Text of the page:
2. Adnan S, Balamurugan A, Trocha A, Bennett MS, Ng HL, Ali A, Brander C, Yang OO: Nef interference with HIV-1-specific CTL antiviral activity is epitope specific. Blood. 2006, 108 (10): 3414-3419. 10.1182/blood-2006-06-030668. 2006/08/03PubMed CentralView ArticlePubMedGoogle Scholar
  3. Goulder PJ, Edwards A, Phillips RE, McMichael AJ: Identification of a novel HLA-A24-restricted cytotoxic T-lymphocyte epitope within HIV-1 Nef. Aids. 1997, 11 (15): 1883-1884. 1997/12/31View ArticlePubMedGoogle Scholar
  4. Kosc A, Dubis J, Wojciechowska I, Mackiewicz Z, Gorczyca W, Myc A, Kupryszewski G, Manczak M, Myc P, Kusnierczyk P: Studies on binding of HIV-1 p24gag peptide to HLA-Cw3+ cells. Immunol Lett. 1998, 64 (2-3): 57-62. 10.1016/S0165-2478(98)00079-0.View ArticlePubMedGoogle Scholar
  5. Groothuis TA, Griekspoor AC, Neijssen JJ, Herberts CA, Neefjes JJ: MHC class I alleles and their exploration of the antigen-processing machinery. Immunol Rev. 2005, 207: 60-76. 10.1111/j.0105-2896.2005.00305.x. 2005/09/27View ArticlePubMedGoogle Scholar
  6. Kiepiela P, Leslie AJ, Honeyborne I, Ramduth D, Thobakgale C, Chetty S, Rathnavalu P, Moore C, Pfafferott KJ, Hilton L, Zimbwa P, Moore S, Allen T, Brander C, Addo MM, Altfeld M, James I, Mallal S, Bunce M, Barber LD, Szinger J, Day C, Klenerman P, Mullins J, Korber B, Coovadia HM, Walker BD, Goulder PJ: Dominant influence of HLA-B in mediating the potential co-evolution of HIV and HLA. Nature. 2004, 432 (7018): 769-775. 10.1038/nature03113.View ArticlePubMedGoogle Scholar
  7. Carrington M, Nelson GW, Martin MP, Kissner T, Vlahov D, Goedert JJ, Kaslow R, Buchbinder S, Hoots K, O'Brien SJ: HLA and HIV-1: heterozygote advantage and B*35-Cw*04 disadvantage. Science. 1999, 283 (5408): 1748-1752. 10.1126/science.283.5408.1748.View ArticlePubMedGoogle Scholar
  8. Cohen GB, Gandhi RT, Davis DM, Mandelboim O, Chen BK, Strominger JL, Baltimore D: The selective downregulation of class I major histocompatibility complex proteins by HIV-1 protects HIV-infected cells from NK cells. Immunity. 1999, 10 (6): 661-671. 10.1016/S1074-7613(00)80065-5.View ArticlePubMedGoogle Scholar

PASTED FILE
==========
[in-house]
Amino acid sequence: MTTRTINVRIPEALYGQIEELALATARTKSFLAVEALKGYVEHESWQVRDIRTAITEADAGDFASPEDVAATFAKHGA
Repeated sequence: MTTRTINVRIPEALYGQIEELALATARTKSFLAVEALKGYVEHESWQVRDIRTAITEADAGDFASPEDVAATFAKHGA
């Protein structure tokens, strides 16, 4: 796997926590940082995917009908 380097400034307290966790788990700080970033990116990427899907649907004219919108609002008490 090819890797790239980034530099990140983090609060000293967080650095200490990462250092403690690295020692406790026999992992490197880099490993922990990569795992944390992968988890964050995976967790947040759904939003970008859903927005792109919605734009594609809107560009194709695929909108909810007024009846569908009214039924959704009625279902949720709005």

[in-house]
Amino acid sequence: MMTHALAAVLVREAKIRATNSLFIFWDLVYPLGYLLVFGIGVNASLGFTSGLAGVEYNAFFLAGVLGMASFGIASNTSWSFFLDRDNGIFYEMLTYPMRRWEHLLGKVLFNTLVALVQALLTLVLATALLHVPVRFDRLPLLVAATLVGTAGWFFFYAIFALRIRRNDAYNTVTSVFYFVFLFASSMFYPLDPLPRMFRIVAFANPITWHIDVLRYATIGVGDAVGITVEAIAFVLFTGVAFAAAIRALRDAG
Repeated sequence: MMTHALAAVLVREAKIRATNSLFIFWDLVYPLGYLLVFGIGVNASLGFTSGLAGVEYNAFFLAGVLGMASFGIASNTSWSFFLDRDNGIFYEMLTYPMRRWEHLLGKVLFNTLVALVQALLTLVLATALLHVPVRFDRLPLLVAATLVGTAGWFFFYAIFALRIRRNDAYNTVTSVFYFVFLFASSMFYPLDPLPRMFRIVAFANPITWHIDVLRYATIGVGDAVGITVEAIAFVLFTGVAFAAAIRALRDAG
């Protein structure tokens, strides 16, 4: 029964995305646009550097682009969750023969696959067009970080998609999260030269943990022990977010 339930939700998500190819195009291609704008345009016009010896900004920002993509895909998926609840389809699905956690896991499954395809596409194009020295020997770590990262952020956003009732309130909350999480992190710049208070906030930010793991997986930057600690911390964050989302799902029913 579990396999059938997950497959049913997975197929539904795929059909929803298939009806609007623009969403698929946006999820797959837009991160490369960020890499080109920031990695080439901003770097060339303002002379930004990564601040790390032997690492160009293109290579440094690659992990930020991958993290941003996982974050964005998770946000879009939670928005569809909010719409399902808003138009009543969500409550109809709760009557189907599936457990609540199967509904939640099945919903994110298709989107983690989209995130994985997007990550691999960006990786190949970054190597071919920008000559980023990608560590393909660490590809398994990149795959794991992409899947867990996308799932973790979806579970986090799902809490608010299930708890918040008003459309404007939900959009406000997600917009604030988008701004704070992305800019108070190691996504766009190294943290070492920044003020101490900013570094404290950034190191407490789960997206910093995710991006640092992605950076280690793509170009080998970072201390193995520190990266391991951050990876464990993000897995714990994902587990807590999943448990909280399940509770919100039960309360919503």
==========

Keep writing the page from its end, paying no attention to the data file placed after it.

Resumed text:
9. Brutkiewicz RR, Welsh RM: Major histocompatibility complex class I antigens and the control of viral infections by natural killer cells. J Virol. 1995, 69 (7): 3967-3971. 1995/07/01PubMed CentralPubMedGoogle Scholar
  10. Esser MT, Graham DR, Coren LV, Trubey CM, Bess JW, Arthur LO, Ott DE, Lifson JD: Differential incorporation of CD45, CD80 (B7-1), CD86 (B7-2), and major histocompatibility complex class I and II molecules into human immunodeficiency virus type 1 virions and microvesicles: implications for viral pathogenesis and immune regulation. J Virol. 2001, 75 (13): 6173-6182. 10.1128/JVI.75.13.6173-6182.2001.PubMed CentralView ArticlePubMedGoogle Scholar
  11. Hoxie JA, Fitzharris TP, Youngbar PR, Matthews DM, Rackowski JL, Radka SF: Nonrandom association of cellular antigens with HTLV-III virions. Human immunology. 1987, 18 (1): 39-52. 10.1016/0198-8859(87)90111-X.View ArticlePubMedGoogle Scholar
  12. Cosma A, Blanc D, Braun J, Quillent C, Barassi C, Moog C, Klasen S, Spire B, Scarlatti G, Pesenti E, Siccardi AG, Beretta A: Enhanced HIV infectivity and changes in GP120 conformation associated with viral incorporation of human leucocyte antigen class I molecules. Aids. 1999, 13 (15): 2033-2042. 10.1097/00002030-199910220-00005.View ArticlePubMedGoogle Scholar